Not pause enough to evoke a retraction of what I had just written, but pause enough to trouble my smug composure.
I was reading a review by Max Hastings of two books on Hitler's "most terrible creatures," Heinrich Himmler and his chief deputy Reinhard Heydrich.
Both men came from respectable middle-class Catholic backgrounds. Both men were by any objective standard mediocrities. The books under review raise the question: How could such banal personalities rise to such positions of awful power, organizing a system of mass murder spanning all of Europe?
How indeed? And how too to explain the many thousands of otherwise ordinary people who Himmler and Heydrich made willing accomplices in their unspeakable crimes? Seventy years after the fact, that question hangs in the air, troubling the conscience of humanity.
It was a statement Hastings made toward the end of his long review that gave me pause:
There was nothing uniquely German about such people. It is not difficult to persuade a substantial minority of mankind, and even of its educated elements, to commit mass murder, as long as such a course is legitimized and successfully put into practice by the authority of somebody at the top.Could I, the son of a middle-class Catholic family, have gone down that same path? Could you?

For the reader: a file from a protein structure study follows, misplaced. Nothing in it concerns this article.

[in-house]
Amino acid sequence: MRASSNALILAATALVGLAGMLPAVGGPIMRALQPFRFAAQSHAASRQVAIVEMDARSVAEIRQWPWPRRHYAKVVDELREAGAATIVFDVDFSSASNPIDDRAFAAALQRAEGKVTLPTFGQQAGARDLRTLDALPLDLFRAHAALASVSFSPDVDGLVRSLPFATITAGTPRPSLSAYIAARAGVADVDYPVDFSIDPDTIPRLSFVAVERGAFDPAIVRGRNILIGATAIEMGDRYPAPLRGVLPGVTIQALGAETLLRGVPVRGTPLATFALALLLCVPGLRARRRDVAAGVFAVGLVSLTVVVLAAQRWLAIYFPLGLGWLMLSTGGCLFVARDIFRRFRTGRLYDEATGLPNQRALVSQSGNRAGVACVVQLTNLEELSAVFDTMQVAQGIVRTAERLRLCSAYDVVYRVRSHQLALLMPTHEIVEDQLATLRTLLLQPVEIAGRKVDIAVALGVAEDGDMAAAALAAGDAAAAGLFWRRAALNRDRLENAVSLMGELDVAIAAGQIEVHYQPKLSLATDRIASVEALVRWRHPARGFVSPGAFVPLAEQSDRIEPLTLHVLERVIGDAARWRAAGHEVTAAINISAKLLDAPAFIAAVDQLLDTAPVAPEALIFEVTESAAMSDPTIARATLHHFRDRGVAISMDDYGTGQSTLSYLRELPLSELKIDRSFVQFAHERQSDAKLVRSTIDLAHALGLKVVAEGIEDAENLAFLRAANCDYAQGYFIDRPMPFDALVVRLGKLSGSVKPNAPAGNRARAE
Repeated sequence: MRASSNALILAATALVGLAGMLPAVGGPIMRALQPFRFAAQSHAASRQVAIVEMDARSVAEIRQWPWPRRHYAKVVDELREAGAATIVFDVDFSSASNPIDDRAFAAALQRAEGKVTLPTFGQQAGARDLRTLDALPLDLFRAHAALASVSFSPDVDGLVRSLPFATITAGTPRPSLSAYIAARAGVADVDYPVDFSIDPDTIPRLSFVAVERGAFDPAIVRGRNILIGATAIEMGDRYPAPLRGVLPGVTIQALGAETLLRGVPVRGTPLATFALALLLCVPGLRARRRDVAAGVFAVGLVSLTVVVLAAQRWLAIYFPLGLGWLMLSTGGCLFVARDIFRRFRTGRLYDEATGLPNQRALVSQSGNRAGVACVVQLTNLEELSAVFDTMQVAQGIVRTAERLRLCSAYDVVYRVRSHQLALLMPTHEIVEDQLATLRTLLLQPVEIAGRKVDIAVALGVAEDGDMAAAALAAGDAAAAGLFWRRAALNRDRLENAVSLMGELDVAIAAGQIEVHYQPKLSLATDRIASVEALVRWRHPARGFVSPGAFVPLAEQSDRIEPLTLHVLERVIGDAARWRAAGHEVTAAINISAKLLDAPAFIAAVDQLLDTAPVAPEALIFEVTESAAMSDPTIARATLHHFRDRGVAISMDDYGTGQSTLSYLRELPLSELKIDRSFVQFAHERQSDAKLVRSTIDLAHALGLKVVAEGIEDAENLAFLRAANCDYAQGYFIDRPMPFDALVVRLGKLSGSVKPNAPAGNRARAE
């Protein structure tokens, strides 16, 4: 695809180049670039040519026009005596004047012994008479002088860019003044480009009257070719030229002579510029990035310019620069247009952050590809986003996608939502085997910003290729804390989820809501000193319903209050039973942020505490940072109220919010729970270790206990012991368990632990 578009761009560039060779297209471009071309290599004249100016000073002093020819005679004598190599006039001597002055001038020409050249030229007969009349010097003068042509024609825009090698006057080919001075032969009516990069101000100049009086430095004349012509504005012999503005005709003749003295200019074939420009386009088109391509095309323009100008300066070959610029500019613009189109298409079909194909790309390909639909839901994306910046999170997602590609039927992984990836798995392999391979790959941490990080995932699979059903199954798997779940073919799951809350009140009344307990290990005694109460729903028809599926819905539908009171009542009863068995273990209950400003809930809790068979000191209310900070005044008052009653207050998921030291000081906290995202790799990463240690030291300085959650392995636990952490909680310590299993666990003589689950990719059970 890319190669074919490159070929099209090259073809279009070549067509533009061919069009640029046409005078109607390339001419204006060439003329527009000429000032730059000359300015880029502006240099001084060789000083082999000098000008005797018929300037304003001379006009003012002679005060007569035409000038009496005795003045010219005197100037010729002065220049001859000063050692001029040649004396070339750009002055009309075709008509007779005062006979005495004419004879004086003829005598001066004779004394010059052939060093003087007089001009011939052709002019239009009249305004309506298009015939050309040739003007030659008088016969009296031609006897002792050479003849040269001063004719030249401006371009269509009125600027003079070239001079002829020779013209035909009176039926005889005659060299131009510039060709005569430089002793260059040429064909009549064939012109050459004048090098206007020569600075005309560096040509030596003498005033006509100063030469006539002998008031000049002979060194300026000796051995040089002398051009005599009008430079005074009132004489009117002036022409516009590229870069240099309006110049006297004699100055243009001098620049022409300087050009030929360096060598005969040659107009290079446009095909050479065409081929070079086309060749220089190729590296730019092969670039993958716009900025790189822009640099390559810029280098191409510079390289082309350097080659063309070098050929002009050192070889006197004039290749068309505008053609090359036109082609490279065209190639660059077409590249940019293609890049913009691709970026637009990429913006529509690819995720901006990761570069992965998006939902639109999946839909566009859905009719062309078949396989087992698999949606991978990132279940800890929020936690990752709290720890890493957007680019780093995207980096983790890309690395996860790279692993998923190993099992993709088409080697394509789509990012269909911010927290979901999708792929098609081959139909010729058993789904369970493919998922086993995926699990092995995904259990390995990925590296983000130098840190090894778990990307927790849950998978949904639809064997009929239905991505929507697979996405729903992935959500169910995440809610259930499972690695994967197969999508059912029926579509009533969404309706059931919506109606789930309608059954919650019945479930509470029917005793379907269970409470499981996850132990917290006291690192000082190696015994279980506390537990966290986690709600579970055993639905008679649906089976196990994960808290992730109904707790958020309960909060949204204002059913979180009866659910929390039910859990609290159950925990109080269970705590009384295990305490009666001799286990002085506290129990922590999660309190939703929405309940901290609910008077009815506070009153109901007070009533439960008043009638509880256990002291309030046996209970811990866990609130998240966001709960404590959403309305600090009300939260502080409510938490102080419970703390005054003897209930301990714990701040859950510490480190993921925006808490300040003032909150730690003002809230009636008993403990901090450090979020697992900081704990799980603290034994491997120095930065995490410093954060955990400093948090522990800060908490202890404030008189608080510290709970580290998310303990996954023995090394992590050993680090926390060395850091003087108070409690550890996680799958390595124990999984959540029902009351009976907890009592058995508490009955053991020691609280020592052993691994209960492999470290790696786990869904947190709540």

Of course, the question need not be posed in terms of mass murder or sadistic excess. We might be talking about something as common as white-collar crime, or as quietly private as child molestation. What is it that keeps in check the devil on the left shoulder, the inclination toward evil that to one degree or another seems part of human nature? Civilization? Germany was famously "civilized." Religion? Apparently not.
What then? Conscience? That whisper from within, the angel at the right ear that also seems to be, to one degree or another, part of human nature. How then to civilly organize our better angels to give them cultural prominence? Democracy is surely part of it --insuring that too much power does not reside "at the top." But I am also inclined to agree with Steven Pinker that secular philosophy and science have enhanced our ability to appreciate "the interchangeability of perspectives, the nonspecialness of our parochial vantage point."
Empathy is a gift of non-sectarian reason to be collectively cherished and culturally nourished.